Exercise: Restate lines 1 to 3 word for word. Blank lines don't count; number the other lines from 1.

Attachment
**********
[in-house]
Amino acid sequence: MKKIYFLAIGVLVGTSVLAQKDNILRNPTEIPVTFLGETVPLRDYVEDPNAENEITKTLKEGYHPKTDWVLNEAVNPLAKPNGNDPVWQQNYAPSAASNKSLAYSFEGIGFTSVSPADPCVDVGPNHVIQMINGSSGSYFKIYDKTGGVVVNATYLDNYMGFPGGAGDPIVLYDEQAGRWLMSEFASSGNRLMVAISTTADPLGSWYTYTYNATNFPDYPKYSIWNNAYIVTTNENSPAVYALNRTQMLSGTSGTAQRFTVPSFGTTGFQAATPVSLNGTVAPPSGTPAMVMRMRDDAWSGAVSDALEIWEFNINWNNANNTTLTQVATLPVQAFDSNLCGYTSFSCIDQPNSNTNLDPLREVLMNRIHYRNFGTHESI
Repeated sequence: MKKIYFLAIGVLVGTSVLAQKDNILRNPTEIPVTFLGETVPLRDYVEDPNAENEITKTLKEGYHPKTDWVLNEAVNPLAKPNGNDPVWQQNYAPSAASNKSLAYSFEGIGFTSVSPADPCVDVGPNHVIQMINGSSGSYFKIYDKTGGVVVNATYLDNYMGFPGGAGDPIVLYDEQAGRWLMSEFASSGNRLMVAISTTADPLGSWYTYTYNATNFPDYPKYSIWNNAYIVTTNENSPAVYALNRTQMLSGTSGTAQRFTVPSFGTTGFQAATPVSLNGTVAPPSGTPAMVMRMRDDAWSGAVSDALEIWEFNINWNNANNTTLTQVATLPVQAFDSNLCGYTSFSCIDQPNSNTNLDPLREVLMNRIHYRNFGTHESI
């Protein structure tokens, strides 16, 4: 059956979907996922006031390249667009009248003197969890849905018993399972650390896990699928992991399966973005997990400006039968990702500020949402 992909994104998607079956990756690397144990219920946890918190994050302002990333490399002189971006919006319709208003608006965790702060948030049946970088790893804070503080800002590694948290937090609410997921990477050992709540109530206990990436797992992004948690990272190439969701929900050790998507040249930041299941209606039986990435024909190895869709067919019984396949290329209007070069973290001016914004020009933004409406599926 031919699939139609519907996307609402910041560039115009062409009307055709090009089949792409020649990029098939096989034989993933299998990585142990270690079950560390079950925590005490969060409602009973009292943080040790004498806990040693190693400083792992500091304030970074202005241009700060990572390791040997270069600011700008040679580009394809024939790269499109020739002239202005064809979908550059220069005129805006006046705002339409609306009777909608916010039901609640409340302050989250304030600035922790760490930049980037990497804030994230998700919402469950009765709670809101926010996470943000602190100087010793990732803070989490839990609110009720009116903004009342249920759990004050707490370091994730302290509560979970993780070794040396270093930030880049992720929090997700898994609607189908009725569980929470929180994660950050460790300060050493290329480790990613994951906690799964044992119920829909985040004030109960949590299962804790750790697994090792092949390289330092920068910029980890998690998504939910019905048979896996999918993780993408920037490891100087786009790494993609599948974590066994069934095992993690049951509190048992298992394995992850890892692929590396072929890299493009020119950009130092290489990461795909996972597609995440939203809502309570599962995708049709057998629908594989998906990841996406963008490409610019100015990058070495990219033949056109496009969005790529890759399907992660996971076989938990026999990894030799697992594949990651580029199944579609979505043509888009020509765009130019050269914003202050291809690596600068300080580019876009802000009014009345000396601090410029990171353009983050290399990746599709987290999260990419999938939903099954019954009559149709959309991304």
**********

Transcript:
[in-house]
Amino acid sequence: MKKIYFLAIGVLVGTSVLAQKDNILRNPTEIPVTFLGETVPLRDYVEDPNAENEITKTLKEGYHPKTDWVLNEAVNPLAKPNGNDPVWQQNYAPSAASNKSLAYSFEGIGFTSVSPADPCVDVGPNHVIQMINGSSGSYFKIYDKTGGVVVNATYLDNYMGFPGGAGDPIVLYDEQAGRWLMSEFASSGNRLMVAISTTADPLGSWYTYTYNATNFPDYPKYSIWNNAYIVTTNENSPAVYALNRTQMLSGTSGTAQRFTVPSFGTTGFQAATPVSLNGTVAPPSGTPAMVMRMRDDAWSGAVSDALEIWEFNINWNNANNTTLTQVATLPVQAFDSNLCGYTSFSCIDQPNSNTNLDPLREVLMNRIHYRNFGTHESI
Repeated sequence: MKKIYFLAIGVLVGTSVLAQKDNILRNPTEIPVTFLGETVPLRDYVEDPNAENEITKTLKEGYHPKTDWVLNEAVNPLAKPNGNDPVWQQNYAPSAASNKSLAYSFEGIGFTSVSPADPCVDVGPNHVIQMINGSSGSYFKIYDKTGGVVVNATYLDNYMGFPGGAGDPIVLYDEQAGRWLMSEFASSGNRLMVAISTTADPLGSWYTYTYNATNFPDYPKYSIWNNAYIVTTNENSPAVYALNRTQMLSGTSGTAQRFTVPSFGTTGFQAATPVSLNGTVAPPSGTPAMVMRMRDDAWSGAVSDALEIWEFNINWNNANNTTLTQVATLPVQAFDSNLCGYTSFSCIDQPNSNTNLDPLREVLMNRIHYRNFGTHESI